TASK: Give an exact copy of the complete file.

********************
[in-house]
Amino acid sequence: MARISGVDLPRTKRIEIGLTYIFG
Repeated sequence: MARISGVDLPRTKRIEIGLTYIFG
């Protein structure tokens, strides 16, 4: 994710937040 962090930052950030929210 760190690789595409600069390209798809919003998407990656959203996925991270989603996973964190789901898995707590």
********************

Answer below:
[in-house]
Amino acid sequence: MARISGVDLPRTKRIEIGLTYIFG
Repeated sequence: MARISGVDLPRTKRIEIGLTYIFG
């Protein structure tokens, strides 16, 4: 994710937040 962090930052950030929210 760190690789595409600069390209798809919003998407990656959203996925991270989603996973964190789901898995707590």